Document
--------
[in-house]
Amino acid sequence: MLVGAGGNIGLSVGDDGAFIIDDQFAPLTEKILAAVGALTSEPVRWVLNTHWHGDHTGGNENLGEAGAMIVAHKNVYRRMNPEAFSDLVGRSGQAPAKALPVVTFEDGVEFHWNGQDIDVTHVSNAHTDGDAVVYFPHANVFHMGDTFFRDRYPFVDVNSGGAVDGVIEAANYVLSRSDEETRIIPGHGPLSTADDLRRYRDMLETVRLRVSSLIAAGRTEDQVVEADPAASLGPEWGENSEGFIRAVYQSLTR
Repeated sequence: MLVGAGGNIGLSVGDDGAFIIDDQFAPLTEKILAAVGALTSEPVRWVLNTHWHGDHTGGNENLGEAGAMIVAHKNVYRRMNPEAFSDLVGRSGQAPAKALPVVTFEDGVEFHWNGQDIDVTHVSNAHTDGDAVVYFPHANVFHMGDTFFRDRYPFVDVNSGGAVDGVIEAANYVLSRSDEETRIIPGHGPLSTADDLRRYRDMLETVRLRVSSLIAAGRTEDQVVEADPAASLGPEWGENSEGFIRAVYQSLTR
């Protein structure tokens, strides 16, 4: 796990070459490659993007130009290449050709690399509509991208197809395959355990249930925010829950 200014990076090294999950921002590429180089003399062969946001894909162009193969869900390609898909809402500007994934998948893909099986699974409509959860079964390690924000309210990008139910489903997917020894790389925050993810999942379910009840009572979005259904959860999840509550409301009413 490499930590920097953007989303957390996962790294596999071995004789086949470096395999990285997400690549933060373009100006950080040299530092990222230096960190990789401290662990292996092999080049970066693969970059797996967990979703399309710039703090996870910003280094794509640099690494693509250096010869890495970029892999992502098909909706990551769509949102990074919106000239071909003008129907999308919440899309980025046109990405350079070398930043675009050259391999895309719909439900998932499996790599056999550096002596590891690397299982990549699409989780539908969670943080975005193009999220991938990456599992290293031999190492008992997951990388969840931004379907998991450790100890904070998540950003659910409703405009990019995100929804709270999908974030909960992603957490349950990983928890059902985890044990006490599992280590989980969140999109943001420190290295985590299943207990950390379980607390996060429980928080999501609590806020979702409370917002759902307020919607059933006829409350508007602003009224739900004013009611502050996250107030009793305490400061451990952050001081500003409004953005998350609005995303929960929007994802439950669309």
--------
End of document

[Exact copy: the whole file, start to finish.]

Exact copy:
[in-house]
Amino acid sequence: MLVGAGGNIGLSVGDDGAFIIDDQFAPLTEKILAAVGALTSEPVRWVLNTHWHGDHTGGNENLGEAGAMIVAHKNVYRRMNPEAFSDLVGRSGQAPAKALPVVTFEDGVEFHWNGQDIDVTHVSNAHTDGDAVVYFPHANVFHMGDTFFRDRYPFVDVNSGGAVDGVIEAANYVLSRSDEETRIIPGHGPLSTADDLRRYRDMLETVRLRVSSLIAAGRTEDQVVEADPAASLGPEWGENSEGFIRAVYQSLTR
Repeated sequence: MLVGAGGNIGLSVGDDGAFIIDDQFAPLTEKILAAVGALTSEPVRWVLNTHWHGDHTGGNENLGEAGAMIVAHKNVYRRMNPEAFSDLVGRSGQAPAKALPVVTFEDGVEFHWNGQDIDVTHVSNAHTDGDAVVYFPHANVFHMGDTFFRDRYPFVDVNSGGAVDGVIEAANYVLSRSDEETRIIPGHGPLSTADDLRRYRDMLETVRLRVSSLIAAGRTEDQVVEADPAASLGPEWGENSEGFIRAVYQSLTR
């Protein structure tokens, strides 16, 4: 796990070459490659993007130009290449050709690399509509991208197809395959355990249930925010829950 200014990076090294999950921002590429180089003399062969946001894909162009193969869900390609898909809402500007994934998948893909099986699974409509959860079964390690924000309210990008139910489903997917020894790389925050993810999942379910009840009572979005259904959860999840509550409301009413 490499930590920097953007989303957390996962790294596999071995004789086949470096395999990285997400690549933060373009100006950080040299530092990222230096960190990789401290662990292996092999080049970066693969970059797996967990979703399309710039703090996870910003280094794509640099690494693509250096010869890495970029892999992502098909909706990551769509949102990074919106000239071909003008129907999308919440899309980025046109990405350079070398930043675009050259391999895309719909439900998932499996790599056999550096002596590891690397299982990549699409989780539908969670943080975005193009999220991938990456599992290293031999190492008992997951990388969840931004379907998991450790100890904070998540950003659910409703405009990019995100929804709270999908974030909960992603957490349950990983928890059902985890044990006490599992280590989980969140999109943001420190290295985590299943207990950390379980607390996060429980928080999501609590806020979702409370917002759902307020919607059933006829409350508007602003009224739900004013009611502050996250107030009793305490400061451990952050001081500003409004953005998350609005995303929960929007994802439950669309």